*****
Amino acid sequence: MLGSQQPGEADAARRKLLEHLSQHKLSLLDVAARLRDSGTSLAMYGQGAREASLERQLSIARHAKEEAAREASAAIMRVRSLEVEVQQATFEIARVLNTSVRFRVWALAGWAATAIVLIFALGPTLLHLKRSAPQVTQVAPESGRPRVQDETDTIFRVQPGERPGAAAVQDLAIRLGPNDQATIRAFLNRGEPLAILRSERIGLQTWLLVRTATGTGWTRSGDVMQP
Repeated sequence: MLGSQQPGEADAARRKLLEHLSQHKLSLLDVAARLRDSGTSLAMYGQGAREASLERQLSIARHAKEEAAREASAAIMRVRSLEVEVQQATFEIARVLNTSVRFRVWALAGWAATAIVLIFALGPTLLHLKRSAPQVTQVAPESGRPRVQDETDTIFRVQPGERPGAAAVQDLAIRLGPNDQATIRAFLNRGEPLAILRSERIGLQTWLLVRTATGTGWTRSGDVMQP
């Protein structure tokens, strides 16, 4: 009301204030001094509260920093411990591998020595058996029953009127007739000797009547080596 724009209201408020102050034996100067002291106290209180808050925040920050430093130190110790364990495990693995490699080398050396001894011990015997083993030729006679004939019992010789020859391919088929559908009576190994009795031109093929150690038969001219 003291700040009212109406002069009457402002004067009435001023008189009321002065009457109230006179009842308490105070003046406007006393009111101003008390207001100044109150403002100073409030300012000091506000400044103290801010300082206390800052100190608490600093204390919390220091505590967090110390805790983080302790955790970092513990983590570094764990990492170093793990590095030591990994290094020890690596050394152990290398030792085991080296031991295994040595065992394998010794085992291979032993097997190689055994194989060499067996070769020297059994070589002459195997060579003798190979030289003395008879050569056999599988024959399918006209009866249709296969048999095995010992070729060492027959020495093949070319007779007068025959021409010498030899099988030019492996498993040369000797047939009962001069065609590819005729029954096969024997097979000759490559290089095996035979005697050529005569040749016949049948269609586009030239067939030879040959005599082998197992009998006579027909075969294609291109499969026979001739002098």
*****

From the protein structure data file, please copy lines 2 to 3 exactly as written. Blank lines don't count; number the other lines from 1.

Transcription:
Repeated sequence: MLGSQQPGEADAARRKLLEHLSQHKLSLLDVAARLRDSGTSLAMYGQGAREASLERQLSIARHAKEEAAREASAAIMRVRSLEVEVQQATFEIARVLNTSVRFRVWALAGWAATAIVLIFALGPTLLHLKRSAPQVTQVAPESGRPRVQDETDTIFRVQPGERPGAAAVQDLAIRLGPNDQATIRAFLNRGEPLAILRSERIGLQTWLLVRTATGTGWTRSGDVMQP
């Protein structure tokens, strides 16, 4: 009301204030001094509260920093411990591998020595058996029953009127007739000797009547080596 724009209201408020102050034996100067002291106290209180808050925040920050430093130190110790364990495990693995490699080398050396001894011990015997083993030729006679004939019992010789020859391919088929559908009576190994009795031109093929150690038969001219 003291700040009212109406002069009457402002004067009435001023008189009321002065009457109230006179009842308490105070003046406007006393009111101003008390207001100044109150403002100073409030300012000091506000400044103290801010300082206390800052100190608490600093204390919390220091505590967090110390805790983080302790955790970092513990983590570094764990990492170093793990590095030591990994290094020890690596050394152990290398030792085991080296031991295994040595065992394998010794085992291979032993097997190689055994194989060499067996070769020297059994070589002459195997060579003798190979030289003395008879050569056999599988024959399918006209009866249709296969048999095995010992070729060492027959020495093949070319007779007068025959021409010498030899099988030019492996498993040369000797047939009962001069065609590819005729029954096969024997097979000759490559290089095996035979005697050529005569040749016949049948269609586009030239067939030879040959005599082998197992009998006579027909075969294609291109499969026979001739002098």